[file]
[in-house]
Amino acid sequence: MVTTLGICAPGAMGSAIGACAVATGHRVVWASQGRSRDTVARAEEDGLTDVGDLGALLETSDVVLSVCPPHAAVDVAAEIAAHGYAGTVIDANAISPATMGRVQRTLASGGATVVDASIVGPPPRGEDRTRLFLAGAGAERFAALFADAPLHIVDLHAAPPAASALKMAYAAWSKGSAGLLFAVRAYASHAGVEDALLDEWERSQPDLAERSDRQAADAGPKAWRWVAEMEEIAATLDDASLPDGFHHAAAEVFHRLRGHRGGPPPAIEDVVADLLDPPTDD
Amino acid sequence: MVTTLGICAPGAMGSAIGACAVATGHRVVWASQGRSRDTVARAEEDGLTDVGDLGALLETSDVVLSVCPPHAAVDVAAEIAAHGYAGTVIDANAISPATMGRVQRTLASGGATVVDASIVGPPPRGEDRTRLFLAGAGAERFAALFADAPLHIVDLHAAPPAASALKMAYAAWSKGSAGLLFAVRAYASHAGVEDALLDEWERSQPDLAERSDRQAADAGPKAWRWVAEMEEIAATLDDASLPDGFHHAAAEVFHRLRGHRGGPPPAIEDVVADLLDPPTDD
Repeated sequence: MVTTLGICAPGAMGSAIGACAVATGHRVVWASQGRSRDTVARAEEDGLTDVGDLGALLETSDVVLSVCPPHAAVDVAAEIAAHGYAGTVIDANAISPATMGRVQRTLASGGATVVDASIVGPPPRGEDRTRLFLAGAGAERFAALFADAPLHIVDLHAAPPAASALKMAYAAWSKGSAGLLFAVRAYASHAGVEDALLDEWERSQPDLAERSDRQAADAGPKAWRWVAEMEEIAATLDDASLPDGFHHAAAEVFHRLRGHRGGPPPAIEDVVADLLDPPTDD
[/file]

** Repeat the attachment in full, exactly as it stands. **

[in-house]
Amino acid sequence: MVTTLGICAPGAMGSAIGACAVATGHRVVWASQGRSRDTVARAEEDGLTDVGDLGALLETSDVVLSVCPPHAAVDVAAEIAAHGYAGTVIDANAISPATMGRVQRTLASGGATVVDASIVGPPPRGEDRTRLFLAGAGAERFAALFADAPLHIVDLHAAPPAASALKMAYAAWSKGSAGLLFAVRAYASHAGVEDALLDEWERSQPDLAERSDRQAADAGPKAWRWVAEMEEIAATLDDASLPDGFHHAAAEVFHRLRGHRGGPPPAIEDVVADLLDPPTDD
Amino acid sequence: MVTTLGICAPGAMGSAIGACAVATGHRVVWASQGRSRDTVARAEEDGLTDVGDLGALLETSDVVLSVCPPHAAVDVAAEIAAHGYAGTVIDANAISPATMGRVQRTLASGGATVVDASIVGPPPRGEDRTRLFLAGAGAERFAALFADAPLHIVDLHAAPPAASALKMAYAAWSKGSAGLLFAVRAYASHAGVEDALLDEWERSQPDLAERSDRQAADAGPKAWRWVAEMEEIAATLDDASLPDGFHHAAAEVFHRLRGHRGGPPPAIEDVVADLLDPPTDD
Repeated sequence: MVTTLGICAPGAMGSAIGACAVATGHRVVWASQGRSRDTVARAEEDGLTDVGDLGALLETSDVVLSVCPPHAAVDVAAEIAAHGYAGTVIDANAISPATMGRVQRTLASGGATVVDASIVGPPPRGEDRTRLFLAGAGAERFAALFADAPLHIVDLHAAPPAASALKMAYAAWSKGSAGLLFAVRAYASHAGVEDALLDEWERSQPDLAERSDRQAADAGPKAWRWVAEMEEIAATLDDASLPDGFHHAAAEVFHRLRGHRGGPPPAIEDVVADLLDPPTDD